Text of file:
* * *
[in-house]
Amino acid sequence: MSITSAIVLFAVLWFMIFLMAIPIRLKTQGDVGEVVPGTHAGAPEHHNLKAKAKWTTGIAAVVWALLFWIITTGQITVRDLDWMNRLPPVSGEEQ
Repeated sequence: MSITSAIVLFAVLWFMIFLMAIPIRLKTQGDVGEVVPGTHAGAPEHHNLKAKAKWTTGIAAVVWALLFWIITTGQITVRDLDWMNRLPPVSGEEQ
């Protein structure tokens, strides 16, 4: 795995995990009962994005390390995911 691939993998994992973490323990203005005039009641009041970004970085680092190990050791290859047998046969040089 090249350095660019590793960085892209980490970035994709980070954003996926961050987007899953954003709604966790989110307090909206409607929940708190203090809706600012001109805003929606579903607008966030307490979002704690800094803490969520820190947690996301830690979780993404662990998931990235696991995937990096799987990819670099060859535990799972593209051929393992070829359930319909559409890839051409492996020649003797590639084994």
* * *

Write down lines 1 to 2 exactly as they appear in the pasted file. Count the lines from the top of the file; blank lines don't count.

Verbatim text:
[in-house]
Amino acid sequence: MSITSAIVLFAVLWFMIFLMAIPIRLKTQGDVGEVVPGTHAGAPEHHNLKAKAKWTTGIAAVVWALLFWIITTGQITVRDLDWMNRLPPVSGEEQ